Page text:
“Sexual violence against civilians is not an inevitable consequence of armed conflict”. This was the message of a recent conference organized in Geneva by the International Committee of the Red Cross (ICRC) and the Geneva Centre for Education and Research in Humanitarian Action (CERAH).
The conference looked at causes and prevention strategies with regard to all forms of sexual violence during war. Whilst research has thrown up some concurring patterns, there is still no consensus on the best prevention strategies, says the ICRC, hence this conference to exchange ideas and experiences on the ground. Panellists included a leading researcher, a member of the UN Department of Peacekeeping Operations, an international human rights lawyer and a representative of Geneva Call, a Swiss-based NGO that works with non-state armed actors to promote respect of International Humanitarian Law (IHL).
According to research, the conference was told, state armed actors commit more sexual violence in conflicts than non-state armed actors. But rebel groups and militia such as Islamic State, Boko Haram and militia groups in the Democratic Republic of Congo (DRC) have also hit the headlines for their use of rape, sexual slavery and other forms of sexual abuse against civilians. And they may be harder to engage.
Marie Coutin-Lequin of Geneva Call believes it is nevertheless possible, and that sexual violence in conflict can be prevented. She spoke to JusticeInfo.Net.
Marie Coutin-Lequin: I think we can prevent sexual violence in conflict if we act on time, and I think we shouldn’t wait for the onset of violence. I think that much earlier on we can predict whether sexual violence will be perpetrated or not. We should listen to propaganda, what each warring party is saying and I think we can detect hate speech and dehumanization. These can be signals of sexual violence. And I think we can also observe military tactics. So I think the earlier we start on observation, and therefore reaction, I think yes, we can prevent.
JusticeInfo.Net: When you say hate speech and dehumanization, do you mean specifically against women?
MCL: No, when you look at genocide and mass violence, sexual violence was used to dehumanize the entire group, and raping women was part of the strategy to destroy it. So dehumanization was for the entire group.
JusticeInfo.Net: Your organization is working with non-state armed groups and you propose to them a Deed of Commitment. Can you tell us how that works?
MCL: States can sign international treaties but armed groups cannot. So it’s a way for them, by signing the Deed of Commitment, to commit to similar or even higher levels of international norms. It is a document by which they commit to abide by a list of rules. So we have a Deed of Commitment on the banning of anti-personnel mines, we have one on the ban on recruitment of children, the protection of children in armed conflict, and the third one is on the prohibition of sexual violence and the elimination of gender discrimination. So it’s a way for them to abide by international law and publicly declare that they abide by this law. And we monitor them once they have signed.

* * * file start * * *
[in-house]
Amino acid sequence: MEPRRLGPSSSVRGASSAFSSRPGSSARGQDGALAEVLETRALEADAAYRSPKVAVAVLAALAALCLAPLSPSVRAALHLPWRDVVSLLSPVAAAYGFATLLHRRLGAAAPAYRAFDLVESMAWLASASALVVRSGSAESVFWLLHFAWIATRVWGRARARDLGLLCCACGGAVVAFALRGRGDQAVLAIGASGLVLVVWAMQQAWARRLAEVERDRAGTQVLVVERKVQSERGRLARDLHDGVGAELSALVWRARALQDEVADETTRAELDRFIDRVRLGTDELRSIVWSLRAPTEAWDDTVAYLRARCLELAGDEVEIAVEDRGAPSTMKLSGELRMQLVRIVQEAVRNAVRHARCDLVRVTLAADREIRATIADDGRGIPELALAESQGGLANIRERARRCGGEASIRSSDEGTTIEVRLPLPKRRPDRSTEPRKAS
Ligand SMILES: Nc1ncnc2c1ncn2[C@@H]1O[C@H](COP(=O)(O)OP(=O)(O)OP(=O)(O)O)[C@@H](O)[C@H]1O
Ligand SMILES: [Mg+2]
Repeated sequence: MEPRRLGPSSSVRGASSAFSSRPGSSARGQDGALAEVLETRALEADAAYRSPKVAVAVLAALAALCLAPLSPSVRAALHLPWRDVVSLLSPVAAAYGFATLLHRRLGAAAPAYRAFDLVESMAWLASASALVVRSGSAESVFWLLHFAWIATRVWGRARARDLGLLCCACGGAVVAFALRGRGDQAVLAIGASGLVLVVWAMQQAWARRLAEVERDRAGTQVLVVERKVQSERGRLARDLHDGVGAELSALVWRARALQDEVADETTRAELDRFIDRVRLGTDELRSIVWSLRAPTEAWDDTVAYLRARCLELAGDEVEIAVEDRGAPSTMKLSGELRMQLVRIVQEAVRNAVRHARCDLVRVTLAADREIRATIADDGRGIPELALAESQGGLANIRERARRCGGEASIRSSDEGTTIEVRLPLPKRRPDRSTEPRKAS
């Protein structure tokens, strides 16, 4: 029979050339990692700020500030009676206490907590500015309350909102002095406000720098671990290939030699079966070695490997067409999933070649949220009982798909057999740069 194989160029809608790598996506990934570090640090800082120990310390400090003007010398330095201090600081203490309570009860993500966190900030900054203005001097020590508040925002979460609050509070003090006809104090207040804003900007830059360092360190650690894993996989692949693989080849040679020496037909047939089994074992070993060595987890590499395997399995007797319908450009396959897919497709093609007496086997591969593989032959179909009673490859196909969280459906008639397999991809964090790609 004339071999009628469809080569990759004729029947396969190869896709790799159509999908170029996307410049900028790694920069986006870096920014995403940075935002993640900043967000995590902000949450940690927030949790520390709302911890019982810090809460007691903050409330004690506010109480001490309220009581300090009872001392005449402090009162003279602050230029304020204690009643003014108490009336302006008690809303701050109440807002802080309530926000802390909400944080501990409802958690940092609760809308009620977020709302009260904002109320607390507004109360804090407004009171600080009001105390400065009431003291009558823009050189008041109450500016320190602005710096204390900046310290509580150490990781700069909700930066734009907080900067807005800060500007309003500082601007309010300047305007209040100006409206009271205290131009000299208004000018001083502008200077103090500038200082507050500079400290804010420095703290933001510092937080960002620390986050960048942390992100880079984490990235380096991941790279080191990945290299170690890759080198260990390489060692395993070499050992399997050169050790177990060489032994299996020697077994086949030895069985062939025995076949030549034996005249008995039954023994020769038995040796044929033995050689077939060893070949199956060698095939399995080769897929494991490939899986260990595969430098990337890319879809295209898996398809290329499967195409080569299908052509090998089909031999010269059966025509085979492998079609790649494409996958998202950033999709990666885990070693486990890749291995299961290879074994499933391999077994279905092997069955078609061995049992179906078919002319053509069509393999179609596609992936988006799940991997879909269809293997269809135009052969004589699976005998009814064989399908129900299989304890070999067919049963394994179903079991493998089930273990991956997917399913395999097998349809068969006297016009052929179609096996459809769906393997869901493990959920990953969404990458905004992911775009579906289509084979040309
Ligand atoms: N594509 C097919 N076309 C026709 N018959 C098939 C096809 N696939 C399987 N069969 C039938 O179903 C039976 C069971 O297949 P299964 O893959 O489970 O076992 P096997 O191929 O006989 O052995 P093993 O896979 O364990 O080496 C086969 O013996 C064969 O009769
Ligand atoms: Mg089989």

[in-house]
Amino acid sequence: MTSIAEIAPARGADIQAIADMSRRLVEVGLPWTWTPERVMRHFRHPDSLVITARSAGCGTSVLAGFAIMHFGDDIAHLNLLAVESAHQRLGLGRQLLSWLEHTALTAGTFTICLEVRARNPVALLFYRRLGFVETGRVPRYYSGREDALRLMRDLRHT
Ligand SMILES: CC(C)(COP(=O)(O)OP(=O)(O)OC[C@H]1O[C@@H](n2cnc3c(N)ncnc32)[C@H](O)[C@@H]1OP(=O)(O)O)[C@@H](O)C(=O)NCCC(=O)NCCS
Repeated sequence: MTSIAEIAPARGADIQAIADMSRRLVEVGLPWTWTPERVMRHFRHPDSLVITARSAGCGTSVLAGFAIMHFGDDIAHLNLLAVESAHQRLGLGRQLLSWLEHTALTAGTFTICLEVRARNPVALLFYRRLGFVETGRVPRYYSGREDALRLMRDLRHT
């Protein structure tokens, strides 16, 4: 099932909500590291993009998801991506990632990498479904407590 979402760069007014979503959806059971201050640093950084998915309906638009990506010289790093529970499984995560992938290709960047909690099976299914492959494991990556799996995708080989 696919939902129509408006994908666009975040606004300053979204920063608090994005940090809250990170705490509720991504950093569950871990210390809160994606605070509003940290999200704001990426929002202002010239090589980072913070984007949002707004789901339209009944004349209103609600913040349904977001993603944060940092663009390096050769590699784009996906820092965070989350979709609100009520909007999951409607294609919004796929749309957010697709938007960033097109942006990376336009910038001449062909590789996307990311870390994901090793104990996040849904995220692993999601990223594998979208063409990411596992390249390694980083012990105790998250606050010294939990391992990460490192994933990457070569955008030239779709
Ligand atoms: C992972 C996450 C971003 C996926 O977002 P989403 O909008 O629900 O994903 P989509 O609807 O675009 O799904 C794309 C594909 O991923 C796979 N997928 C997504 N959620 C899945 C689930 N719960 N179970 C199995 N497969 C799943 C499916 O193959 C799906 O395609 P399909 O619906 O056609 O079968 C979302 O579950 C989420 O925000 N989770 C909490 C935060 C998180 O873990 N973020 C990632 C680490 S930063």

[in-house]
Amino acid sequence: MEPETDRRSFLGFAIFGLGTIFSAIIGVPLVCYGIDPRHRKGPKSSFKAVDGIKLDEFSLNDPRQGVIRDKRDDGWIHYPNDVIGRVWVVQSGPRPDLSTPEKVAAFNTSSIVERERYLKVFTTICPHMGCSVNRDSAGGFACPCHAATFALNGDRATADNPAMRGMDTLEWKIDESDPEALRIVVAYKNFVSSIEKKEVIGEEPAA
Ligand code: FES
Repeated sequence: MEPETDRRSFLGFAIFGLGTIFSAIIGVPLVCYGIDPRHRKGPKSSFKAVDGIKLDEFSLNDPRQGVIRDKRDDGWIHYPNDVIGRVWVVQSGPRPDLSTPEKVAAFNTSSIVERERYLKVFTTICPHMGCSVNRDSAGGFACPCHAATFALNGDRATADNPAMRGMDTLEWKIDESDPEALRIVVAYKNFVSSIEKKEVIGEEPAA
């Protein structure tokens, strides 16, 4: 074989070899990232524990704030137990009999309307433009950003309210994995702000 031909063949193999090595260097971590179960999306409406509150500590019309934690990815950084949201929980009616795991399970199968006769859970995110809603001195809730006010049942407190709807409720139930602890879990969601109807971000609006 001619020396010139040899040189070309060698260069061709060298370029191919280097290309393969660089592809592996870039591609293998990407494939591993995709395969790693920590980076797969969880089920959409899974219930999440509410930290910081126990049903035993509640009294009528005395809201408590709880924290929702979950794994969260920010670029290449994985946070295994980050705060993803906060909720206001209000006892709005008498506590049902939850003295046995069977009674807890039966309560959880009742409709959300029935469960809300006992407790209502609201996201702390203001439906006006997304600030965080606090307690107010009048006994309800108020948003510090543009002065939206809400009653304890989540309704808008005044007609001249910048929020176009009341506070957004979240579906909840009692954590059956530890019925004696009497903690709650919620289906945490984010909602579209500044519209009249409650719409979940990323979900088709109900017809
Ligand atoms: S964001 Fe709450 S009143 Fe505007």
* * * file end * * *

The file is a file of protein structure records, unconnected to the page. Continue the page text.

JusticeInfo.Net: Can you tell us some of the countries and some of the groups that you have worked with?
MCL: Right now we are working in Syria, for example, with the Syrian opposition groups -- not Islamic State, but Syrian opposition groups which are fighting the government and now also fighting IS. We work with the PKK, with SPLM-North in Sudan, and also in South Sudan. In the Kurdistan region most of the groups have signed the Deed of Commitment. In Asia we have many groups who have signed. In Africa not yet, so far, although they have signed other Deeds of Commitment, on the protection of children in armed conflict and the ban on anti-personnel mines.
JusticeInfo.Net: Do you work, or do you think you can work with groups like IS or Boko Haram?
MCL: We are looking at it. In all armed conflicts, no matter how violent the groups can be, there are always some people who have good practices and some willingness not to harm, so let’s identify those people. Let’s also work with the scholars who understand Islamic laws and interpret Islam in a more positive way. Let’s work with them, let’s see how they can convince IS to act differently. I am not saying right now from Geneva it’s do-able, but we need to look at it, we need to better understand the group. And I think the more organizations discuss, the less isolated IS will feel. So I think it should be a joint effort. Let’s think about it and prepare for it.